What did they find? First, the new mailers significantly increased take-up: 22% of individuals sent some version of the new mailer signed up for the EITC in response. This may not seem like a lot, but given that these individuals had only months earlier received a similar reminder mailer, the effects are notable. Why were these new mailings so effective? The findings suggest a few possible behavioral factors. First, simplicity was key. Indeed, only 14% of individuals receiving a “complex” treatment mailer (which featured both a complex notice and a complex worksheet for EITC enrollment) responded by signing up for the EITC. Meanwhile, those receiving the control mailer, which displayed similar information but used a readable font, cut repetitive content, and used a cleaner layout than the complex mailer, responded with 23% sign-up. This boost in response rate from simplification was especially high for the lowest-income workers, who had roughly twice as large of a response to mailer simplification as did recipients above median income. In short, simplification matters – and it matters most for the people who have the least.
Second, focusing extra attention on benefits was a particularly successful strategy. Mailers that included a salient “price tag” that told people how much money they were eligible to receive were associated with an eight percentage point greater response rate than the control mailer (this is visible in the fourth bar in the figure above). Surprisingly, the inclusion of a brief message aimed at reducing the stigma of claiming EITC benefits (by noting that the credit is an earned reward for hard work) had no effect on claim rates (this is visible in the orange bars in the graph above, which are not notably different than the red, control bar).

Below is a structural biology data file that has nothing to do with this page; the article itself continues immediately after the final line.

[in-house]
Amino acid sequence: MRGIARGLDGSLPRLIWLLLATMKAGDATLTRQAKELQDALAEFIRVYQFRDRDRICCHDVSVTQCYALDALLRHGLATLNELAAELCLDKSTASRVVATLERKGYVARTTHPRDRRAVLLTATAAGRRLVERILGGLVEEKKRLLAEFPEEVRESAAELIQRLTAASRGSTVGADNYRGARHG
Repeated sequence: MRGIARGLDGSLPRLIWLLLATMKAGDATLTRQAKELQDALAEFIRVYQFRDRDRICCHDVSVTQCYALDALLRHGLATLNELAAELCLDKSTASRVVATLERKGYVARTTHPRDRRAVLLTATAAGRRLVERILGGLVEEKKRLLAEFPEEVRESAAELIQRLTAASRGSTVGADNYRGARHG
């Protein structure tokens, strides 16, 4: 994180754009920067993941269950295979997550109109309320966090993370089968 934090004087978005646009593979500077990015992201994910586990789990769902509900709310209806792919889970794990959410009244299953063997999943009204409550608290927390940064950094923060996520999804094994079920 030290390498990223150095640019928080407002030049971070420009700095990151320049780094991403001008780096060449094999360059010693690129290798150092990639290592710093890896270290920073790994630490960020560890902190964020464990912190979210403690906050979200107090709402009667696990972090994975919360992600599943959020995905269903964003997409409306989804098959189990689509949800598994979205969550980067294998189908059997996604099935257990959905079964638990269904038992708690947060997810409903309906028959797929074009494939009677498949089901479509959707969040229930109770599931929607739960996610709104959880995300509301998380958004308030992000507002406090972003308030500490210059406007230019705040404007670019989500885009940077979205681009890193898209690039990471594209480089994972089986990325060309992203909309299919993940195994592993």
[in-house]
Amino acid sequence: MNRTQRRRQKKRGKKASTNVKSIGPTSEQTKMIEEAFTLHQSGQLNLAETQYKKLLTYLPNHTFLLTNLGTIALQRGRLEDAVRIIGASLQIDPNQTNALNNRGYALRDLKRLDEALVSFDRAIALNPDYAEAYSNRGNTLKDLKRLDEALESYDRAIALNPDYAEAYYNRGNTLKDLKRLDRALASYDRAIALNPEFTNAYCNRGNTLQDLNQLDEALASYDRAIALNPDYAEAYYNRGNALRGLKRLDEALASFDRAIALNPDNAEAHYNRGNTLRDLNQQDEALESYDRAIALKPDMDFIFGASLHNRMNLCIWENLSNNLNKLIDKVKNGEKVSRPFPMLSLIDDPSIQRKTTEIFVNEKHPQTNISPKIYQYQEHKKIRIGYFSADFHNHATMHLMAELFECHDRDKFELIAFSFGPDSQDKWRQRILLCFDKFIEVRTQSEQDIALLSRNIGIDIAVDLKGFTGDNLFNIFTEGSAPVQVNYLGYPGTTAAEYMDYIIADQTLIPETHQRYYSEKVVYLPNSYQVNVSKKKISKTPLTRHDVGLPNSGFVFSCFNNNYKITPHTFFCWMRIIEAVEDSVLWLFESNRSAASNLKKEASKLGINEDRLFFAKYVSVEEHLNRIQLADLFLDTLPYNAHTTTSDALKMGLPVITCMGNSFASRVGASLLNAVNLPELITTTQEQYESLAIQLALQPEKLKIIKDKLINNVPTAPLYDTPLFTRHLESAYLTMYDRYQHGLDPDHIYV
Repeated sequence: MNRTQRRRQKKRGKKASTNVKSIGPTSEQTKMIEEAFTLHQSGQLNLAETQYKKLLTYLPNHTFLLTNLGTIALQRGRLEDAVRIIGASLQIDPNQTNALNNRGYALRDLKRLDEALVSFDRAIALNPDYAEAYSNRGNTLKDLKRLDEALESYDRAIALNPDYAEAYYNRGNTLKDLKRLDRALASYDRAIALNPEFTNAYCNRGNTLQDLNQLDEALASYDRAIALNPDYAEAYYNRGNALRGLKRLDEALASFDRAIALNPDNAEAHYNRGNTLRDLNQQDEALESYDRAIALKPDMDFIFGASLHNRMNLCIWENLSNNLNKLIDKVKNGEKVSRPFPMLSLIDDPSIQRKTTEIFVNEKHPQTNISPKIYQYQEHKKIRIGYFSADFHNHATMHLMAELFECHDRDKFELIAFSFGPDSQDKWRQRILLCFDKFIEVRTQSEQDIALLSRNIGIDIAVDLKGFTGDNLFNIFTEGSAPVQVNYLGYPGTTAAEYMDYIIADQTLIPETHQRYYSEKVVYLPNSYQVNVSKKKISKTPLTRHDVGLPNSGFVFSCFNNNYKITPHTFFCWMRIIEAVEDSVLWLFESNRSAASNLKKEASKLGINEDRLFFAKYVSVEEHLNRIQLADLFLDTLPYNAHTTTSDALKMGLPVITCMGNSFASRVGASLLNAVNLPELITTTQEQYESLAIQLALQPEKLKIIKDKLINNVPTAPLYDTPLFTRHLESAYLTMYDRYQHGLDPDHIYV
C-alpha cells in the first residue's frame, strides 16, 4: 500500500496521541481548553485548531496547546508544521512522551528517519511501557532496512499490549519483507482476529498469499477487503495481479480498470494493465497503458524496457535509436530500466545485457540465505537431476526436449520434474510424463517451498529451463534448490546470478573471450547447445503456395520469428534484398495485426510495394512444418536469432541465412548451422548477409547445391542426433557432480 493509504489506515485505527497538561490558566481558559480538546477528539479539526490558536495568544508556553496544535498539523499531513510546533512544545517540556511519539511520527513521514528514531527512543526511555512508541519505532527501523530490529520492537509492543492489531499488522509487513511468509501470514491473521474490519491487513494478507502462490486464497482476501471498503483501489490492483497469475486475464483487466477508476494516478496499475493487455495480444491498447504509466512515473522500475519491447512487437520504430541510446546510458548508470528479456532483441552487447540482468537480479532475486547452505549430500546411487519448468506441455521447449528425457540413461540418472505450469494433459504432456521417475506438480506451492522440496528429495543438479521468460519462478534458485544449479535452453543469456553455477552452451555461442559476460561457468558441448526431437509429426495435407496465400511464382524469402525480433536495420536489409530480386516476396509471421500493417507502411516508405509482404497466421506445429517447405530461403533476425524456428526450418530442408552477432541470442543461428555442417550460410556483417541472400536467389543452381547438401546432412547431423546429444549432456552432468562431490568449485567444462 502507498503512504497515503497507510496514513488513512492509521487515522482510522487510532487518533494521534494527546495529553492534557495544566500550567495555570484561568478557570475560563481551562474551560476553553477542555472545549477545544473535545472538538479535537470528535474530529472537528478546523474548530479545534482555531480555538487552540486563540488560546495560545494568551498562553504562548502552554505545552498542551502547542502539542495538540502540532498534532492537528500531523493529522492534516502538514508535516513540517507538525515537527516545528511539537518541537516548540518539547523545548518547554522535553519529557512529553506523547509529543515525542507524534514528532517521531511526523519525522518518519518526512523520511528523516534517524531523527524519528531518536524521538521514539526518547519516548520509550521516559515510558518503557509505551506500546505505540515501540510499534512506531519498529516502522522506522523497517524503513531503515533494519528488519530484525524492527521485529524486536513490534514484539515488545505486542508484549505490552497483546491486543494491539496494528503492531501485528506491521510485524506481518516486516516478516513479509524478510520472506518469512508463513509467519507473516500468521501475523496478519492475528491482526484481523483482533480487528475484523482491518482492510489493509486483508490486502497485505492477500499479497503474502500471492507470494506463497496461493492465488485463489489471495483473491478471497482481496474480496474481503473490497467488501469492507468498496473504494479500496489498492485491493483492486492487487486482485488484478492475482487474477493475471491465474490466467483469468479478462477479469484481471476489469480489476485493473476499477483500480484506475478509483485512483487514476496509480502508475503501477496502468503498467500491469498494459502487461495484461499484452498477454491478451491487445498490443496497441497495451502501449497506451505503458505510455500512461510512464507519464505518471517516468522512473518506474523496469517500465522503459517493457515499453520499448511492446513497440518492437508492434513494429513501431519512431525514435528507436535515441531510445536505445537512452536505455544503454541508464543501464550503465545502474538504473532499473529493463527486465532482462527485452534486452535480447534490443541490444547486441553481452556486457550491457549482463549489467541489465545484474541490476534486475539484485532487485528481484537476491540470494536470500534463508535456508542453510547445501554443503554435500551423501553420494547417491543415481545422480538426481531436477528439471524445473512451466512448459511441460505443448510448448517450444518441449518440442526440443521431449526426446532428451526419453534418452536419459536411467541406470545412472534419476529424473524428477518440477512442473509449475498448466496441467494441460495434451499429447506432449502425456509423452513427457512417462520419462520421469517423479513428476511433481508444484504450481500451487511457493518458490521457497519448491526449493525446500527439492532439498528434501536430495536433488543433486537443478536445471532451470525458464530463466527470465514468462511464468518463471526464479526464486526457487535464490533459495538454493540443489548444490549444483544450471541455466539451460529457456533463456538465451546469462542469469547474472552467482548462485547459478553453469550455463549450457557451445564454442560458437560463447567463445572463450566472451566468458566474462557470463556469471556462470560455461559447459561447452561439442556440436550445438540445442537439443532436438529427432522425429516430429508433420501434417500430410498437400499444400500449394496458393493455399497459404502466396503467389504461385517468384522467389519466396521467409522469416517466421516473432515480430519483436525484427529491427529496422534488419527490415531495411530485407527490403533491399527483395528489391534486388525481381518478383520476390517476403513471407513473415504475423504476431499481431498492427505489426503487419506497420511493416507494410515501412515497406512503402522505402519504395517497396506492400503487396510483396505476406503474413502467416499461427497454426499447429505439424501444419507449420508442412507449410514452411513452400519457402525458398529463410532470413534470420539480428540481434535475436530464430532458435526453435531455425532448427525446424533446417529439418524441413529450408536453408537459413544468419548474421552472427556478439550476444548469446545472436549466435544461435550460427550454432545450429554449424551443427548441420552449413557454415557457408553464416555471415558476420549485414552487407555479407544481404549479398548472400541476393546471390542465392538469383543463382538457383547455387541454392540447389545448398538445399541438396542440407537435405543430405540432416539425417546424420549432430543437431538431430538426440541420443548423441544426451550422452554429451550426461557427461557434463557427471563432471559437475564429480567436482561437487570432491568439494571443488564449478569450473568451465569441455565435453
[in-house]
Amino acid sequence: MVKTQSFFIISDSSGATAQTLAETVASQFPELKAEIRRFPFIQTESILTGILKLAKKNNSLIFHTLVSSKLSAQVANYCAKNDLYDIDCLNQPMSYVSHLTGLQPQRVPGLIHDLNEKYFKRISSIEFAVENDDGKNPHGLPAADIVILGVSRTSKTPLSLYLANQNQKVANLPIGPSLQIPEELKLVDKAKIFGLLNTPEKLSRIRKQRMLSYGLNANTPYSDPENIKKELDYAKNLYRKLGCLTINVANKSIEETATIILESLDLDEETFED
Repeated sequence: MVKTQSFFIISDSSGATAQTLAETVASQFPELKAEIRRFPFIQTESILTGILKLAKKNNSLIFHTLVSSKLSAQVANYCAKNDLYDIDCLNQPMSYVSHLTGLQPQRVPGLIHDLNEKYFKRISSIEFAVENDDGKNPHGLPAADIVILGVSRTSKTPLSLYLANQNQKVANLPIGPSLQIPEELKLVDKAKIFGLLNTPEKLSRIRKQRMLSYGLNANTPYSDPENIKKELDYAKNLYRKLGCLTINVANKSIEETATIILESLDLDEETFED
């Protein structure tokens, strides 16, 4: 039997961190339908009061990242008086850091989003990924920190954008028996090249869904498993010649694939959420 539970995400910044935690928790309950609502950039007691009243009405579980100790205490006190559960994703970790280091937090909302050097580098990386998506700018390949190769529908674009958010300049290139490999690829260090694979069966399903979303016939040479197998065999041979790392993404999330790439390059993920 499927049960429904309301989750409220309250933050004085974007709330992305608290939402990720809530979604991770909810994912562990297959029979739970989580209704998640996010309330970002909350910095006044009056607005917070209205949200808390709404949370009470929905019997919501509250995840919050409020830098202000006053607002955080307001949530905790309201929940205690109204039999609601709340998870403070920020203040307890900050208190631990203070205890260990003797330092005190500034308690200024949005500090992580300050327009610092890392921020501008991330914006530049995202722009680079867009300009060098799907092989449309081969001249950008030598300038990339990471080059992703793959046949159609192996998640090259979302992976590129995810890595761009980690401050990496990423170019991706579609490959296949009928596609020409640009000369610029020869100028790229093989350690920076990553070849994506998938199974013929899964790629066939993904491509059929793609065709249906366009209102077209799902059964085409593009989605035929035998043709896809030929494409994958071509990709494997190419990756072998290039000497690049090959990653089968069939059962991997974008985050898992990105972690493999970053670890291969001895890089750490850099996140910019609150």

So, rather than being influenced by time costs or perceived social stigma, individuals seem to neglect the EITC more when they find it harder to understand what the program offers and how to receive their share. As it turns out, it’s the mere mental hassle of understanding the complexities of the program that is holding people back. Previous work on poverty alleviation, by the nonprofit organization ideas42 among others, suggests that this is a common issue for individuals working with scarce resources, who are often too occupied with immediate needs to break down complex forms and figure out whether they could/should apply for a given social program.
Luckily for policy makers, this problem has an easy solution. By offering individuals a simpler presentation of information about eligibility and a clearer highlighting of the perks, policy makers are likely to increase take-up of important social programs. That means more people will get the help they need - and the government can stop wasting money chasing people down to give them free cash.
Turns out we just need to remember what the U.S. Navy and others have referred to as the “KISS” principle: Keep It Simple, Stupid. Indeed, when it comes to take-up of social programs, keeping it simple seems pretty smart.